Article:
"Get out of our way, Spencer!" ordered Spoff Henderson. "As sure as guns we're going to duck Dick Prescott in the public fountain."

"If you won't listen to reason, then," roared Len, using his long legs to put him well in advance of the juvenile mob, "then I'll use enchantment to spoil your foolish work. You shall not duck Prescott! Hi, pi, yi, animus, hocus pocus! That enchantment will foil you!"

Having reached the fountain, Len drew aside dramatically.

"In with him!" shouted the youngsters.

Then they halted in sheer amazement. For the first time the boys noted that no water was running in the fountain, and that the basin underneath was wholly dry.

"My enchantment has worked," chuckled Len.

"How did you do it?" demanded one puzzled youngster.

"Never mind," Len retorted mysteriously. "Now, if you don't instantly put Dick Prescott on his feet and leave him alone, I'll work an enchantment that will raise hob with every boy who lays as much as a finger on Dick."

So Prescott was allowed to slide down to his feet. He was laughing, enjoying every moment of the fun.

"We could have run him down to the next fountain," suggested one of the schoolboys.

"It would do you no good, and Prescott no harm," Len retorted dryly. "At three o'clock this afternoon the fire department turned off all of the public fountains in order to clean 'em."

Now Dick's late tormentors began to feel that they had been badly "sold" all around. After the manner of boys, they grinned sheepishly, then more broadly and finally ended by laughing heartily. But the crowd did not break up at once. All waited, with a vague hope that some kind of mischief would happen.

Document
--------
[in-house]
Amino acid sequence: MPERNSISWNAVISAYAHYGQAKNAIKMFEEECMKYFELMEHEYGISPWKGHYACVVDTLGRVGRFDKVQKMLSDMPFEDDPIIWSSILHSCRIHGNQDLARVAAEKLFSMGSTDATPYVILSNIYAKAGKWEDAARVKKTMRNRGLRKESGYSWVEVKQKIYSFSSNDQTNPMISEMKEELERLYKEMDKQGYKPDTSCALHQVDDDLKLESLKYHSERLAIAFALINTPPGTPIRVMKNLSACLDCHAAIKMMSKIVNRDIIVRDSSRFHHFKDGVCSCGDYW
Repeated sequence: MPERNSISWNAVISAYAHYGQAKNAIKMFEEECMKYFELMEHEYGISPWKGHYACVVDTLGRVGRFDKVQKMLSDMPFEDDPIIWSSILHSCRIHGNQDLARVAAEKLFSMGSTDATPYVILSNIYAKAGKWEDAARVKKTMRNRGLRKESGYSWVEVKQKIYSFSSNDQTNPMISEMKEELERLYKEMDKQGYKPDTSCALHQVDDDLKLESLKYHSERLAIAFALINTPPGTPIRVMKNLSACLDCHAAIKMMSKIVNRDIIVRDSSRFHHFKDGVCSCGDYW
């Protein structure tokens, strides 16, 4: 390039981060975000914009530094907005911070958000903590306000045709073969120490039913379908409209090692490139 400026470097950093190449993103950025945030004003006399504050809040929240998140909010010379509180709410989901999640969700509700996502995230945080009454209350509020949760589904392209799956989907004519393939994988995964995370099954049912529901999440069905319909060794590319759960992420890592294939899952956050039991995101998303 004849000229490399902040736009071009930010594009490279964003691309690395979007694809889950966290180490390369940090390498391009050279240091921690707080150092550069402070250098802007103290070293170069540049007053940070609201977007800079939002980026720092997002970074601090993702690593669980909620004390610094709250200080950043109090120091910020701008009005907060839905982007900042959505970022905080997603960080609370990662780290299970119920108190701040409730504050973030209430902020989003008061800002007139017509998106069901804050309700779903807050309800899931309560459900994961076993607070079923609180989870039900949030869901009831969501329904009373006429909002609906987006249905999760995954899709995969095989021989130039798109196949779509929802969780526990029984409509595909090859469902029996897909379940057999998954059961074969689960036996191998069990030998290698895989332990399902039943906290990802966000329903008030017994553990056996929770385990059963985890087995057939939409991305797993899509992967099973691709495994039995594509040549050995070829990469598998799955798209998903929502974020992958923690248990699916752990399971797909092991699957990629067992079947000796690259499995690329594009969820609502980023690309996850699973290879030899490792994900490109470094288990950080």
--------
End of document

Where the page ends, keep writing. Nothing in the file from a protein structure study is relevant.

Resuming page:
A smaller boy went by, calling the evening newspaper. Tom Reade bought one and stood at the edge of the crowd, reading.

"Here comes Hi Martin!" called someone. That youth had just turned a corner, swinging from his left hand a pudgy rubber bag of the kind that is used for holding a wet bathing suit.

"Hello, Prescott," was Hi's greeting. "Are you all ready to be left behind in the spray tomorrow?"

"If you can leave me there," Dick smiled. "Been out for a practice swim, have you?"

"Yes," nodded Hi; "and if you had seen my speed this afternoon you'd have been scared away from the river for to-morrow."

"Well, I hope one of us wins," grinned Dick.

"One of us?" sniffed Hi. "Of course, one of us has to win when there are only us two in that race. And, after I beat you to-morrow," Hi added consequentially, "I'll be off and away for a good time. Saturday father is going to take our family to New York for three weeks."